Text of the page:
NSXI: Between San Antonio and Oklahoma, you coached some interesting players. Of the high profile players, who stood out the most?
AM: I have been fortunate to work with a large number of professional soccer players that include identifying those starting their professional careers to current and former national team players, and former world cup players. As a staff, we worked tirelessly to obtain the right players that fit the game model and would contribute to the culture of excellence we were collectively creating. We applied the “Action Theory” and objectively evaluated players based on specific actions of each position as it relates to our game model. Included in this process was determining players that embody a high character, team first mentality, and high talent execution. All players bring something unique to the table. I am thankful to each and every one of them for helping me grow and become a better coach.
NSXI: Both of the clubs you’ve managed have sadly folded. Has that had any impact on your love for the game?
AM: Yes, the two start up professional clubs I had the honor to coach unfortunately no longer exist. Both were for entirely different reasons, but nonetheless, both had tremendous on-field success in a short period. I am very thankful to have these experiences as it provided me with the insight and tools necessary to maximize any start-up organization and team performance both on and off the field. I feel these experiences have heightened my business acumen providing me the required tools to carry out a number different leadership positions from technical director to coach within a pro club. I remain as passionate and driven as ever with the consistent desire to lead, learn and grow as a professional. I’m personally motivated by my relentless pursuit of serving players and staff to become the best they can be.
NSXI: You’re currently without a club and the national team is without a coach. Have you thought about applying?
AM: It is an absolute privilege for any coach given the opportunity to lead a national team. If you can coach the country of your birth makes it that more unique. With that said, comes the tremendous amount of responsibility to ensure the success of the country. If in the future there is that possibility, I would embrace that challenge.
NSXI: As a coach and a Canadian, what type of coach do you think Canada is in need of at the moment for the national team? Is there any experience you would view as essential to the post?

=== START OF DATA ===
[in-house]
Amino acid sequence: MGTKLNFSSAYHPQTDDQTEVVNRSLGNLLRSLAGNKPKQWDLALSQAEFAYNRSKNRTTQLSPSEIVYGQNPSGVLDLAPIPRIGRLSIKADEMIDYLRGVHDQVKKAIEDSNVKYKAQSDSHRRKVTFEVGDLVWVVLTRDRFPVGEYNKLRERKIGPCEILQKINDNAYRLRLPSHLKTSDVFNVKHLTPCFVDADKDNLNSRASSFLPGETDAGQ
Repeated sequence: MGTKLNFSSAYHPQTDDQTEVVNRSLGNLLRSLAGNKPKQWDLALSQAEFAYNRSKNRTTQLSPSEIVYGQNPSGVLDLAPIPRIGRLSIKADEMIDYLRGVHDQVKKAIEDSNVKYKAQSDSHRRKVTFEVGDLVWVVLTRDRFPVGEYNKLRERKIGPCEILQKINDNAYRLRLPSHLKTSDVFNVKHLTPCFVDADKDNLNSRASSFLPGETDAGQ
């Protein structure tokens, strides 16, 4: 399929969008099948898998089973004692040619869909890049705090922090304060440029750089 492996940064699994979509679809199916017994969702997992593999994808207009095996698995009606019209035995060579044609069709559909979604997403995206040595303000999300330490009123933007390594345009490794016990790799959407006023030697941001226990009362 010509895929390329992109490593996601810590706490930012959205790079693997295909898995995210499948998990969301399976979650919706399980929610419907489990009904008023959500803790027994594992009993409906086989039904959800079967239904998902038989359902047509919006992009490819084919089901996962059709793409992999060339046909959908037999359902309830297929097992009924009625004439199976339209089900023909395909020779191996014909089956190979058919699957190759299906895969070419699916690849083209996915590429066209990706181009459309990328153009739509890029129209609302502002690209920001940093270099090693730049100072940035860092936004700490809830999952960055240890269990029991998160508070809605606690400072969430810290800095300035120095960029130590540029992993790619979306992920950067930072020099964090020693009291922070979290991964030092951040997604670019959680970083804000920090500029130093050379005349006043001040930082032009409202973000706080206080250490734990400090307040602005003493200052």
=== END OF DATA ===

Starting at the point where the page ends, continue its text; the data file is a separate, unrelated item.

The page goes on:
AM: This is an excellent question, and I am positive the leadership at Canadian soccer has a detailed and thorough list of expectations, requirements, and candidates for the next coach of Canada. Worth noting, Canadian fans are astounding and are very passionate about the sport. This was present in the MLS Eastern Conference Championship series between Montreal and Toronto, where close to 100,000 people attended the two games. Not only is there the importance of the next coach but it is also essential that there are more Canadian players regularly participating in high-level competitions. I would also add, Mr. Victor Montagliani has done a great job on impacting the cultural change in Canadian program. Adding the likes of Jason DeVos as Director of Development is a sign of great things to come in the Canadian soccer landscape.
NSXI: Any thoughts about the rumoured Canadian pro league?
AM: The MLS, USL, and NASL are doing a fantastic job providing opportunities to Canadian players and coaches at all levels of the pyramid. Recently the MLS has modified the domestic player rule which now allows an improved Canadian player development pathway. As a Canadian, I would love to see ‘The Canadian League’ come to fruition. With that said it will take committed ownership groups, meticulous planning, and an elaborate business plan. It will also require leadership dedicated to running a sustainable professional league with the overall vision of improving the game both nationally and globally.
You Can follow Alen on Twitter @alenmarcina1979